• Survey – quick questions regarding products or features asked to existing or potential clients.
  • A/B Testing – the most expensive option because it implies creating MVP – the minimum viable product, e.g. the very first version of the product containing the basic features.

Georgiy Sivkov, Product Owner at PropellerAds: A/B testing is not always a perfect solution: for example, if you have a relatively small number of users and the experiment lacks a critical mass, the test result might be inaccurate. Besides, if we test the hypothesis this way, we risk come to a decision that the idea was not viable after we had already spent time and money on the MVP. In our practice, we usually implement A/B test-based research for minor updates that do not require many resources.

There are many more ways to conduct the research. Whatever these methods are, the results of the research stage might yield new insights or prompt a return to discussing the idea. 

In the end, the team passes through the next stage, or consider the idea invalid and stop the process. Getting back to the example with Push creatives, one of the research outcomes can be the decision to implement the feature that will generate such creatives automatically. 

 

Stage 4. Defining a Scope of Work and Planning 

In case the idea is approved and confirmed, the next step is to define a scope of work and create an MVP – the minimum viable product. 

As you already know, an MVP is a product with a minimum set of features that are enough to present its main idea to users. For example, an MVP of a taxi ordering service, Uber, included a simple app that connected riders with the available drivers nearby. Speaking about the new features of a particular product, such as a new advertising format, they can also have their MVP version.  For example, the MVP of the Push Notifications format only included access to the particular traffic source and creatives format, but later, it received novel elements like auto creatives, badges, custom audience targeting, and more.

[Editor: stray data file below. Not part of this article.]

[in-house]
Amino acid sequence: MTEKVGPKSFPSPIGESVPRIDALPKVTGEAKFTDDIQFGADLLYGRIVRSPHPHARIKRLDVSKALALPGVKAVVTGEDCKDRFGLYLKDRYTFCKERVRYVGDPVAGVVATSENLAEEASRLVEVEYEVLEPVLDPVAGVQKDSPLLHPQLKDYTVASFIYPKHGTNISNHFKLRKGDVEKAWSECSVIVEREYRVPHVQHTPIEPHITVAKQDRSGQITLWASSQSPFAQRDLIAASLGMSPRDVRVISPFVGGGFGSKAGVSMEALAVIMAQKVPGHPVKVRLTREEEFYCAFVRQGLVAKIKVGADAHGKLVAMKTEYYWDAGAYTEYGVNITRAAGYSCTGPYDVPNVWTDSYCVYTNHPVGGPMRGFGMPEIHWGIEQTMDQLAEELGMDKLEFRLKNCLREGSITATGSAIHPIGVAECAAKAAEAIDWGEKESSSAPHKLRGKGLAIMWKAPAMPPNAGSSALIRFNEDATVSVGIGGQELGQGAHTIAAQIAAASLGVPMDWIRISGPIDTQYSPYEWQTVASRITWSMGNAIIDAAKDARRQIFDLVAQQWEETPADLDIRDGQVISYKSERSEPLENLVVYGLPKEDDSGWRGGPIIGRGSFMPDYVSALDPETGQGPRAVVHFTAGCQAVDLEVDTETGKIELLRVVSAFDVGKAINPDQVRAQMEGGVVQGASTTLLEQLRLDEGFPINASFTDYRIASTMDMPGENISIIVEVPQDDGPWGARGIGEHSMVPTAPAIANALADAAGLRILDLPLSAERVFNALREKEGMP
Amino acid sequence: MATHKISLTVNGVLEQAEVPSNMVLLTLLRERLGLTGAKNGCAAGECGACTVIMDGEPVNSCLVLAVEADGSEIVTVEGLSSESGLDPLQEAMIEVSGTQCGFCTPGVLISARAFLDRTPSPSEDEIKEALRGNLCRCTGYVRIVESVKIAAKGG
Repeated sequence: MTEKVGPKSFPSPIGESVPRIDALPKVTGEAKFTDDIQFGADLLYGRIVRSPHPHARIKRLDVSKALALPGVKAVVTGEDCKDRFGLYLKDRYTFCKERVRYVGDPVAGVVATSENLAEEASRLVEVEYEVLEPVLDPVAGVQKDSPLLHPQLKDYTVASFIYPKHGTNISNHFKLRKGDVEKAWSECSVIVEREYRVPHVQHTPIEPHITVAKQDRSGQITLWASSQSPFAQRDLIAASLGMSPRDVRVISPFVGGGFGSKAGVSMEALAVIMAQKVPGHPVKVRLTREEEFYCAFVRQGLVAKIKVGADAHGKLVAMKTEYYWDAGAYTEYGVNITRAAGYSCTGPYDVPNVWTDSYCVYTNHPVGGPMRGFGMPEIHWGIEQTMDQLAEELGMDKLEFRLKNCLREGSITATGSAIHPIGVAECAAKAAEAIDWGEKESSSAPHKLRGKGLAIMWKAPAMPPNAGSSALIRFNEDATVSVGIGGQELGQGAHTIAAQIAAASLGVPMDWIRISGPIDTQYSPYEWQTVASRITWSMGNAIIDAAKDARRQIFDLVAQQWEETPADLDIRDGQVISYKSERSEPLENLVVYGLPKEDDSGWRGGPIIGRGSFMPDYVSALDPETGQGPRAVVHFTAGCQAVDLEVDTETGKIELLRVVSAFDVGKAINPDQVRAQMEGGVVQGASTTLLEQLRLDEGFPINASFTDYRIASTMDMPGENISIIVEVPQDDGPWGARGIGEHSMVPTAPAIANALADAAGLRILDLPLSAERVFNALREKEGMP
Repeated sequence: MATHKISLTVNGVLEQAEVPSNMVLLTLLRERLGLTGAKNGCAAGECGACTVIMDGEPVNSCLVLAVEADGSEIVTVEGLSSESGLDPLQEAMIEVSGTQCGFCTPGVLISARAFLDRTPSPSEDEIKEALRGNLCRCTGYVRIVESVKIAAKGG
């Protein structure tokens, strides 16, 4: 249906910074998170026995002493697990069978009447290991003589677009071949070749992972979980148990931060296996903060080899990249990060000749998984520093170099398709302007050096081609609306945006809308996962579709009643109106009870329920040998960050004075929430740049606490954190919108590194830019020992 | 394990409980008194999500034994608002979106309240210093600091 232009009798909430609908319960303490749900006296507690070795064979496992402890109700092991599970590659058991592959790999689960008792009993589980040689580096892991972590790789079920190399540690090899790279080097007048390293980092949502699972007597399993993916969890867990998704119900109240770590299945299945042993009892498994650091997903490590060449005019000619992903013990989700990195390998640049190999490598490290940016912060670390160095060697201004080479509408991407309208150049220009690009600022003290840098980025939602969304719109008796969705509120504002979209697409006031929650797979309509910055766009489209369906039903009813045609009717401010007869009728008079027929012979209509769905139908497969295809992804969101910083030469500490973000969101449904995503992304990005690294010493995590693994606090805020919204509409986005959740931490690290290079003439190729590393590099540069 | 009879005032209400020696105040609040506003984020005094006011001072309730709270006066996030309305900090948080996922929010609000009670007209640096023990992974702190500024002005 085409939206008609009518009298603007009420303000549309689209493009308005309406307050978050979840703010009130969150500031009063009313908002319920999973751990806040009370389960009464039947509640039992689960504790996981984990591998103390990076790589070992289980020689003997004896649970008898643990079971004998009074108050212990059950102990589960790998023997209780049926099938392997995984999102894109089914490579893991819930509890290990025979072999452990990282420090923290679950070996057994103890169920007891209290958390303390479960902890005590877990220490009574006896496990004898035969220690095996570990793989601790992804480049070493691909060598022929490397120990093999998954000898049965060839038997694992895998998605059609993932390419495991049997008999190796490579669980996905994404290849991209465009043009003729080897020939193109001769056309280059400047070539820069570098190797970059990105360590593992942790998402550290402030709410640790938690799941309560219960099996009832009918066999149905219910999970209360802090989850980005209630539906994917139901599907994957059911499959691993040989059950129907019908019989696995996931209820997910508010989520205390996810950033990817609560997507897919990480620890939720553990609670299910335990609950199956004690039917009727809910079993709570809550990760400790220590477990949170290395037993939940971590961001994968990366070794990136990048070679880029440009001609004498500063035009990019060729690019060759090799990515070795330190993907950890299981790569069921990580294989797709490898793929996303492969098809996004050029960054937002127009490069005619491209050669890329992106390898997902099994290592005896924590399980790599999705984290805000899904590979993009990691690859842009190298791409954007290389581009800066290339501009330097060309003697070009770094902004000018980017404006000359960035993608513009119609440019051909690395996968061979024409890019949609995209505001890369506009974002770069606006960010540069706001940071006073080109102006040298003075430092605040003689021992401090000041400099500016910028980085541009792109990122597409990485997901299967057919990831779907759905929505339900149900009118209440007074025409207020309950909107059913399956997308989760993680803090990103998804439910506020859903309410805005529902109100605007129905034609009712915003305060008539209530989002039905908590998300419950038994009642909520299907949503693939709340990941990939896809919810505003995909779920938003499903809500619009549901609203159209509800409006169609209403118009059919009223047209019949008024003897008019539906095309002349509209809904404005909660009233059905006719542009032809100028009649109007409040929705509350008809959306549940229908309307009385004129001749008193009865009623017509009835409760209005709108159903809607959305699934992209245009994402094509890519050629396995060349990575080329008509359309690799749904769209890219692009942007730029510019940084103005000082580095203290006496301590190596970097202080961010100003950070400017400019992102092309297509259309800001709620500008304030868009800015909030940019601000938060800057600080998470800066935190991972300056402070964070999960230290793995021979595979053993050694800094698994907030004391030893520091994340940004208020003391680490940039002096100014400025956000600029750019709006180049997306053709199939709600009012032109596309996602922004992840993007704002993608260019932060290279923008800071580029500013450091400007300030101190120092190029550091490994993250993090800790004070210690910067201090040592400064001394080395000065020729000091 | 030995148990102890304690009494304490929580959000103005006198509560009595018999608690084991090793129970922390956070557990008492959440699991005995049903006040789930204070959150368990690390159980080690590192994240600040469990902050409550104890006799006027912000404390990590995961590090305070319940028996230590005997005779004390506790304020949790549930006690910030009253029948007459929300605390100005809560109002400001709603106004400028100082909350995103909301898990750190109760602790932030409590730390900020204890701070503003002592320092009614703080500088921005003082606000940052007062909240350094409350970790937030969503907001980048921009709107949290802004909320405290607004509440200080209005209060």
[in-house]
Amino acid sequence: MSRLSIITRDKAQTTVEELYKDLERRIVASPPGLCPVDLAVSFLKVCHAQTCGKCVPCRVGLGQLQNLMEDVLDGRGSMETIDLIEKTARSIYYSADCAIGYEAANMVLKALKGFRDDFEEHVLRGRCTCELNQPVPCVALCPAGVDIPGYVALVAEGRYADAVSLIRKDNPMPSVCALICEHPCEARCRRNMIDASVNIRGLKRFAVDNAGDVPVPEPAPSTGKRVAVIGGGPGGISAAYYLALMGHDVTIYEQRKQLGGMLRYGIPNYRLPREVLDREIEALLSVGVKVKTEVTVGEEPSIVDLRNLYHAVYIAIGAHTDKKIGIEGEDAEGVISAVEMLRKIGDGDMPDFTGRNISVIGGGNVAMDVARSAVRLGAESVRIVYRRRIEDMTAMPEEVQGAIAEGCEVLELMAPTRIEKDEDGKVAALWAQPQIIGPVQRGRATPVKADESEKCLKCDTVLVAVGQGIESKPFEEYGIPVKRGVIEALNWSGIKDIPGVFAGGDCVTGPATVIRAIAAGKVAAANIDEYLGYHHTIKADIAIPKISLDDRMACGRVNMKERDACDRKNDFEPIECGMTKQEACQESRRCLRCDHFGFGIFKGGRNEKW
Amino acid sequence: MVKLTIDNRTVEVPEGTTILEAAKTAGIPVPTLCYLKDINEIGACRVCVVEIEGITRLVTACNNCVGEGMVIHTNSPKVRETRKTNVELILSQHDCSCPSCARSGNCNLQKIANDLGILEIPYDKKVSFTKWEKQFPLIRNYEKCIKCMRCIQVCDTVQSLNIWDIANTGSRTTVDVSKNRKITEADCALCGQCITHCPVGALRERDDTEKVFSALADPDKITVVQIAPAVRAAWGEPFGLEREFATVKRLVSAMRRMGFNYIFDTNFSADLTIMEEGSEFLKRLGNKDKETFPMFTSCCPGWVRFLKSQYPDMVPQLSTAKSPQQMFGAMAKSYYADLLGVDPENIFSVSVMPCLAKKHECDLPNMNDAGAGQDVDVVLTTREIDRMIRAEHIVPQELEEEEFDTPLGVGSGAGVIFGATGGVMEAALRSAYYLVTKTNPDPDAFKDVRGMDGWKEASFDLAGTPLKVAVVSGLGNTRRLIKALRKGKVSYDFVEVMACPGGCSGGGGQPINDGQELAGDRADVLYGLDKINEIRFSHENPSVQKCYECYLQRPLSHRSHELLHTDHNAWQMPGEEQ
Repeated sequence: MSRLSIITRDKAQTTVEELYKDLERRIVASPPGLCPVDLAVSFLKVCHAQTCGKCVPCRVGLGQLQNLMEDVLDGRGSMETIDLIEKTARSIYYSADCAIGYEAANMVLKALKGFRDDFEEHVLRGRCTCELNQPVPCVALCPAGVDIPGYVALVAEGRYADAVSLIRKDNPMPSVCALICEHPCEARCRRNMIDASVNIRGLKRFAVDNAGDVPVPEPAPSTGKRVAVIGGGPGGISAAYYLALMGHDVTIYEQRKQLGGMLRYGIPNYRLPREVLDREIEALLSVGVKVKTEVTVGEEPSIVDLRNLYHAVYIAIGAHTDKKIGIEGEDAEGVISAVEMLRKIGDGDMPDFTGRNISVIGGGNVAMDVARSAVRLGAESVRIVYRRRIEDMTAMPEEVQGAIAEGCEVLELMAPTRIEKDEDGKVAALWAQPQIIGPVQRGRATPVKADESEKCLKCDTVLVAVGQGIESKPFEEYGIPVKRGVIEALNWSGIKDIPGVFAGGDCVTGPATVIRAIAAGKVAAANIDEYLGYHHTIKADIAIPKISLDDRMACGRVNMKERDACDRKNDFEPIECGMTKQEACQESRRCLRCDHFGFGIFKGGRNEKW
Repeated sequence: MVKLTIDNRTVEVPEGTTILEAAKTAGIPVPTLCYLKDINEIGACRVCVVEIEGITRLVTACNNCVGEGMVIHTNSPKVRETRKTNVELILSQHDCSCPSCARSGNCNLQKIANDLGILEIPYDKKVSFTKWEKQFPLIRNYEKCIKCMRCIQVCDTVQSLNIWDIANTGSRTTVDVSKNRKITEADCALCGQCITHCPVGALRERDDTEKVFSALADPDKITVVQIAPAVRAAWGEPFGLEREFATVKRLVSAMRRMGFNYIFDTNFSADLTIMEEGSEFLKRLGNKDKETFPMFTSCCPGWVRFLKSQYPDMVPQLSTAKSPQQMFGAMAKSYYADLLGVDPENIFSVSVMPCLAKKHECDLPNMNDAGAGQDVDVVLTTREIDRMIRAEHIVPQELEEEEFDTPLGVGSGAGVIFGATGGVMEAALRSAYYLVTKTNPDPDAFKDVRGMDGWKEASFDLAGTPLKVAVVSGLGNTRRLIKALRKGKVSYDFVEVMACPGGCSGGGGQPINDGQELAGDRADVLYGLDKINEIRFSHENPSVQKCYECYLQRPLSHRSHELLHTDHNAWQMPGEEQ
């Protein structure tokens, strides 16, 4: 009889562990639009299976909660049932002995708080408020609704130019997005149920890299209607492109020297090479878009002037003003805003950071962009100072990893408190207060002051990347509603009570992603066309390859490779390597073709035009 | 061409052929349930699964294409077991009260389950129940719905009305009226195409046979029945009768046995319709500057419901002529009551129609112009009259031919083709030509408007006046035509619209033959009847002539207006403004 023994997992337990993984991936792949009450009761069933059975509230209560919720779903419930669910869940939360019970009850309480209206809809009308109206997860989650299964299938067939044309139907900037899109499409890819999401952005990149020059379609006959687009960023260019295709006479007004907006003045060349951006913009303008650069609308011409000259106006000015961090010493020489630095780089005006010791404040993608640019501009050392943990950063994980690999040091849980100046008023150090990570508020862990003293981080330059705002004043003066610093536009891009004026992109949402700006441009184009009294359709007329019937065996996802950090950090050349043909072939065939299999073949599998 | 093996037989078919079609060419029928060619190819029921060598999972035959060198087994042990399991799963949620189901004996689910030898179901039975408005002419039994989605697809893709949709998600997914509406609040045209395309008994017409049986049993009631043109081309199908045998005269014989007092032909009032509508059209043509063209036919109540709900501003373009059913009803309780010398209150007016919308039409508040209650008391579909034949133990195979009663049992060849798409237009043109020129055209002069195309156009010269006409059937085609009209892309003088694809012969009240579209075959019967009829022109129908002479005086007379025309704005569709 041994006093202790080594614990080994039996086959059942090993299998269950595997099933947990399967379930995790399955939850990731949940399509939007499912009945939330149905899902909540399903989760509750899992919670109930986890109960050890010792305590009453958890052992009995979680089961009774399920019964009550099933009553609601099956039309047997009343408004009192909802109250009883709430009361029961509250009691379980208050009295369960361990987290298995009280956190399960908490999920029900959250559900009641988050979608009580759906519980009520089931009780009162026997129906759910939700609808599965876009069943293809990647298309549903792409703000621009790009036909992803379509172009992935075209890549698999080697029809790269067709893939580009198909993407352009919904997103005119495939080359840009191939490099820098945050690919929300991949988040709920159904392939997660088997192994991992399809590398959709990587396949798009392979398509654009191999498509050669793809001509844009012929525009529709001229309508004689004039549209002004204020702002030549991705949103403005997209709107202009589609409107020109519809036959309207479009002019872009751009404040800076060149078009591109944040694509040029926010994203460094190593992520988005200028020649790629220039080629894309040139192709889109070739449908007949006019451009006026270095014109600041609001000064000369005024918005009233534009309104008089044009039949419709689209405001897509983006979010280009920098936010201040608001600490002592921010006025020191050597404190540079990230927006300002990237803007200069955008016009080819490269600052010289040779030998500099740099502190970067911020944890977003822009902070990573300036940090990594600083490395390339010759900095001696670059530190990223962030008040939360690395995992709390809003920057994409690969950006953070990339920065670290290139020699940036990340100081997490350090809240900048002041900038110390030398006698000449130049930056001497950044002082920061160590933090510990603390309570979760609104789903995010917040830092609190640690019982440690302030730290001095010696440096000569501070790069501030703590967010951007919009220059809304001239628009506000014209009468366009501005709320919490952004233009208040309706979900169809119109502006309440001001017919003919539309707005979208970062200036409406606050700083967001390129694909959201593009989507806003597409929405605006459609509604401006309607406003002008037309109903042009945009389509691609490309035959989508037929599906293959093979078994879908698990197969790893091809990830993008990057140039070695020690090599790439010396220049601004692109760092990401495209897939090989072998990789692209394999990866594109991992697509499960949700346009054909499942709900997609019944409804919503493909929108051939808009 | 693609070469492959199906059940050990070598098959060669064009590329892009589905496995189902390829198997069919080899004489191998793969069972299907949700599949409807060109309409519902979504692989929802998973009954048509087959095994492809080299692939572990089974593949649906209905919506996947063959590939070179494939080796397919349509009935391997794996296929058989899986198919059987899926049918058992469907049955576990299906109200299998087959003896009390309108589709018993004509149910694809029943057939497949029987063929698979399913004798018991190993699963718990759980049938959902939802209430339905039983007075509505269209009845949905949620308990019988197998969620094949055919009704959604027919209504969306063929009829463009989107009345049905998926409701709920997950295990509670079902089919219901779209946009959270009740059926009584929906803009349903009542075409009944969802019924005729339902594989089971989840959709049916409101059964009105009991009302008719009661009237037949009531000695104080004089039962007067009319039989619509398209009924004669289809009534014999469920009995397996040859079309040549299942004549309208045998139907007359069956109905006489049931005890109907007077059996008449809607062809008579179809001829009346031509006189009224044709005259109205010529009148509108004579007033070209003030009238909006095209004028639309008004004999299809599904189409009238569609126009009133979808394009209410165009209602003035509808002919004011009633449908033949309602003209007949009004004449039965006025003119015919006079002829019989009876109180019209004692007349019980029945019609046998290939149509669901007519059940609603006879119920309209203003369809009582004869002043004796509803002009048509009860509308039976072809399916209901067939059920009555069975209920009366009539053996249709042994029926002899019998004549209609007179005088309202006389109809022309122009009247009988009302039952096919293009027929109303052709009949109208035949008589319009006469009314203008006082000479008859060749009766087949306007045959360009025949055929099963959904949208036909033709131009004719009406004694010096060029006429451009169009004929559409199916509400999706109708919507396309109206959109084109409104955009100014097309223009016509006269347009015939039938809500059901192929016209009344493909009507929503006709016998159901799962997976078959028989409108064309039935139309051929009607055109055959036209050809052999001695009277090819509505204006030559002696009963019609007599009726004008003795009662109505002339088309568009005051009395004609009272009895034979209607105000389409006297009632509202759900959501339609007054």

To create the minimum viable product, it is essential to define what particular tasks must be performed and what teams must be involved. After this is confirmed, the quarterly planning begins.

Georgiy Sivkov, Product Owner at PropellerAds: We do not usually strive to set strict deadlines that are fixed in stone and remain flexible enough to have time for urgent or unplanned tasks, too.


Stage 5. Implementation

This stage involves performing the actual planned scope of work. This scope includes all the paths from software development and quality assurance to PR and marketing activities.

This stage can potentially reveal planning mistakes, when it becomes clear the implementation requires more resources or there are tasks, ideas, and insights that should have been prioritized over the current one. Once this happens, the idea can be put on hold, which can also be done easily if the approach is flexible enough.


Stage 6. Collecting Data

The overall cycle usually takes three months, which is convenient to fit in the quarterly planning. In a perfect scenario, the testing of the new feature and collecting customer and analytical feedback should take a month. This way, the test results will allow to make new plans for the further feature development for the next quarter.

 

The data collected after the testing creates a new insight. It can show the idea was a mistake overall or, on the contrary, requires further discussion, bigger investment, and consecutive work.

Here is how the overall PLM cycle looks:

Product Lifecycle Management scheme

Software and Tools Used for Project Lifecycle Management

The management tools and software differ in various companies. For example, some implement special PLM tools that allow to create product roadmaps (ProductBoard or ProdPad).

Overall, the experience shows that the processes can be smoothly build with a relatively standard set of modern team management tools:

  • Zoom calls for weekly and quarterly meetings to track the progress – in case of remote employees
  • Jira – an app for convenient and transparent access to tasks and their progress tracking
  • Slack is a corporate messenger for internal communication among employees.
 

Summary

In general, the discussed approach is not at all unique: this is a proven concept of software development lifecycle adopted by many companies in various niches. In our unpredictable world, where anticipating every outcome is a sort of a luxury, such a concept ensures a structured but agile enough workflow.